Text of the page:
What is it to be essential, what makes a thing essential?

In philosophy, essence is the property or set of properties that make an entity or substance what it fundamentally is, and which it has by necessity, and without which it loses its identity.

In a journey from base-to-base and bay-to-shore, essential Coronado can be found with every step we take.

“An Islander H2O Polo Player Lives Here” and “Home of A Naval Aviator” … from the Coronado Ferry Landing to the Hotel del Coronado … the sign posts that mark essential Coronado are all around us.

Now, the word ‘essential’ has taken on new meaning as various government entities have made decisions on what aspects of our lives are essential, and which are not.

It is a difficult time.

While clearer minds can recognize health needs balanced against social and economic needs, we endure endless arguments regarding facts and their accuracy, distortions created by social media, and even the overload brought about by being delivered too much information without the time to digest it properly.

We have been told to stay at home, to avoid non-essential contact, non-essential conduct, non-essential commerce, non-essential community.

We recognize the tremendous need to protect our most vulnerable, we have been good citizens, Coronado has done its part.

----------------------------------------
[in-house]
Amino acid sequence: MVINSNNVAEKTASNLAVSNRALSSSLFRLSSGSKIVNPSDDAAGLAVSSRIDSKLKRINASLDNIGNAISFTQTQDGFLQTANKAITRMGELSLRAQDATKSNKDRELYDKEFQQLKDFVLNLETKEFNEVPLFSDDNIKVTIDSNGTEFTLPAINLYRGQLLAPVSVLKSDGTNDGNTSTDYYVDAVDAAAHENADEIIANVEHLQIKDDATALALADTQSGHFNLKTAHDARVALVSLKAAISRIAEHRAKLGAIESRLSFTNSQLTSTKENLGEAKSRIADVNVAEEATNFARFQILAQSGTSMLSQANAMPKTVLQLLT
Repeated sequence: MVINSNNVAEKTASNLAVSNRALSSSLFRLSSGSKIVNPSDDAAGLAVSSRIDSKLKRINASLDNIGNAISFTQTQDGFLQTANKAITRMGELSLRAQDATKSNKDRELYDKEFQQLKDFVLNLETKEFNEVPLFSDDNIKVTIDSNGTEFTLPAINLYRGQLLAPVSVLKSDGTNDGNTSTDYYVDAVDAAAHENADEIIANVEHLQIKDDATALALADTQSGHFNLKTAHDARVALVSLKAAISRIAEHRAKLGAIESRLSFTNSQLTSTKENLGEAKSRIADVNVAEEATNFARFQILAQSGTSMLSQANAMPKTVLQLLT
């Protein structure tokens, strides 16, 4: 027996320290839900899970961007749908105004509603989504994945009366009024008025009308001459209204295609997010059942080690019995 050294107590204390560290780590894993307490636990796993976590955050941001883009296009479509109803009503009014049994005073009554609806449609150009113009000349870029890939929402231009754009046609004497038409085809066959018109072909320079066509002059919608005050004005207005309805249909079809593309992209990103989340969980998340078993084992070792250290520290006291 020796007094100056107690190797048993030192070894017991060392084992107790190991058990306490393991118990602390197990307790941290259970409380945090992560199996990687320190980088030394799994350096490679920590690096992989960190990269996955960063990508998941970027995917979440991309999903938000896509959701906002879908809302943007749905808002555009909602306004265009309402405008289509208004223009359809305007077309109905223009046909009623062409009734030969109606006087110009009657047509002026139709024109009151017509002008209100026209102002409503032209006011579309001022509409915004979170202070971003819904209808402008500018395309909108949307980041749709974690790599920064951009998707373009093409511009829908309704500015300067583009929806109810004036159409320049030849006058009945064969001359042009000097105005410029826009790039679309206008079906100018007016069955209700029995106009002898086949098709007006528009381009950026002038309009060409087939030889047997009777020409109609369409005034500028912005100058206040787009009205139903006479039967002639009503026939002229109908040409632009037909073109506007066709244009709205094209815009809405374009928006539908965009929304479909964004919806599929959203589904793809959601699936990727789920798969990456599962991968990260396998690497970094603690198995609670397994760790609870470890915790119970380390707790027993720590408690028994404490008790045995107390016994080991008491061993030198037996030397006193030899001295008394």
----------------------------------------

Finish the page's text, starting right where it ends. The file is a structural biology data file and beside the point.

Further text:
But there are many other, more valuable, uses of the word ESSENTIAL in America.

It is ESSENTIAL that we are free.

It is ESSENTIAL that we have a Bill of Rights that is applied to all, equally.

It is ESSENTIAL that we have a Constitution that shines bright for all to see.

It is ESSENTIAL that we get to vote for our laws and leaders and that their actions reflect the will of “We The People”

Here in Coronado we have watched as our small businesses were declared non-essential and closed, while larger businesses offering the same goods and services were labelled essential, and allowed to carry on with their business.

Some of our local small businesses will never re-open, they have been sacrificed in the cause of “Stopping The Spread.”

In Coronado we have patiently endured decisions that are patently “one size fits all,” as areas of low impact have been quarantined with the same heavy hand as higher impacted population centers.

We are fortunate to live in a country where so many care deeply for those in need, but we can protect life AND the human dignity of self-direction.

Good (local) dialogue and partnership can achieve a safe balance between all things public, private and business. We have seen that effort out of our City, we have not seen that out of our State, or Federal government. What we have seen out of them is the heavy hand of distant dictates waving about with reckless abandon.

One of my personal favorites, William James, wrote:

“Old-fashioned determinism was what we may call hard determinism. It did not shrink from such words as fatality, bondage of the will, necessitation, and the like. Nowadays, we have a soft determinism which abhors harsh words, and, repudiating fatality, necessity, and even predetermination, says that its real name is freedom; for freedom is only necessity understood, and bondage to the highest is identical with true freedom.”

~ “The Dilemma of Determinism”

In this essay, James was making an argument on free will, and there is a valuable warning encapsulated in the quote above. There is an ease with which free will, and thus Freedom, can be lost.

It is time to remember that we are all ESSENTIAL; and what makes us so is defined BY us, not FOR us.

That is our freedom, and it, too, is essential.

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